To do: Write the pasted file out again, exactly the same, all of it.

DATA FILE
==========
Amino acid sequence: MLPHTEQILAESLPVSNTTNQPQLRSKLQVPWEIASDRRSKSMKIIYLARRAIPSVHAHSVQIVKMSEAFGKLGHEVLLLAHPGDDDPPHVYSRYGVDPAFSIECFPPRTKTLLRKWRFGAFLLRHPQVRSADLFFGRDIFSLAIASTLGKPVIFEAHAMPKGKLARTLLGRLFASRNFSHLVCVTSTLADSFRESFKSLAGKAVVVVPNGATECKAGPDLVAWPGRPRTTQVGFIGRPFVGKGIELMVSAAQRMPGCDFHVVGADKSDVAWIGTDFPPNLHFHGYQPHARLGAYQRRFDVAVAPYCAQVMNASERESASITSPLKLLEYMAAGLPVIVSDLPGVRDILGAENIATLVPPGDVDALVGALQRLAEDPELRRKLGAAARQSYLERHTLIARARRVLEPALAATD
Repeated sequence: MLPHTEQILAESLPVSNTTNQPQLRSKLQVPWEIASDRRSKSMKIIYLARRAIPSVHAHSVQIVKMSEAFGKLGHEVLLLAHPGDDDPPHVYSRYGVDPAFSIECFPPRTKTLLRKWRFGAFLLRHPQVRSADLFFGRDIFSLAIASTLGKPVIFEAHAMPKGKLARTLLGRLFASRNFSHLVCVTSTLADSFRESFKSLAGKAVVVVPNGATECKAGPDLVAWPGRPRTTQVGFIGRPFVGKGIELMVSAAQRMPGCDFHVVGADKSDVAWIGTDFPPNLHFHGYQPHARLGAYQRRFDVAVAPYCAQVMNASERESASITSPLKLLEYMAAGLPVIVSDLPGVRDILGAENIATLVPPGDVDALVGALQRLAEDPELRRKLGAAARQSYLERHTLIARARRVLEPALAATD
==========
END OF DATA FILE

Amino acid sequence: MLPHTEQILAESLPVSNTTNQPQLRSKLQVPWEIASDRRSKSMKIIYLARRAIPSVHAHSVQIVKMSEAFGKLGHEVLLLAHPGDDDPPHVYSRYGVDPAFSIECFPPRTKTLLRKWRFGAFLLRHPQVRSADLFFGRDIFSLAIASTLGKPVIFEAHAMPKGKLARTLLGRLFASRNFSHLVCVTSTLADSFRESFKSLAGKAVVVVPNGATECKAGPDLVAWPGRPRTTQVGFIGRPFVGKGIELMVSAAQRMPGCDFHVVGADKSDVAWIGTDFPPNLHFHGYQPHARLGAYQRRFDVAVAPYCAQVMNASERESASITSPLKLLEYMAAGLPVIVSDLPGVRDILGAENIATLVPPGDVDALVGALQRLAEDPELRRKLGAAARQSYLERHTLIARARRVLEPALAATD
Repeated sequence: MLPHTEQILAESLPVSNTTNQPQLRSKLQVPWEIASDRRSKSMKIIYLARRAIPSVHAHSVQIVKMSEAFGKLGHEVLLLAHPGDDDPPHVYSRYGVDPAFSIECFPPRTKTLLRKWRFGAFLLRHPQVRSADLFFGRDIFSLAIASTLGKPVIFEAHAMPKGKLARTLLGRLFASRNFSHLVCVTSTLADSFRESFKSLAGKAVVVVPNGATECKAGPDLVAWPGRPRTTQVGFIGRPFVGKGIELMVSAAQRMPGCDFHVVGADKSDVAWIGTDFPPNLHFHGYQPHARLGAYQRRFDVAVAPYCAQVMNASERESASITSPLKLLEYMAAGLPVIVSDLPGVRDILGAENIATLVPPGDVDALVGALQRLAEDPELRRKLGAAARQSYLERHTLIARARRVLEPALAATD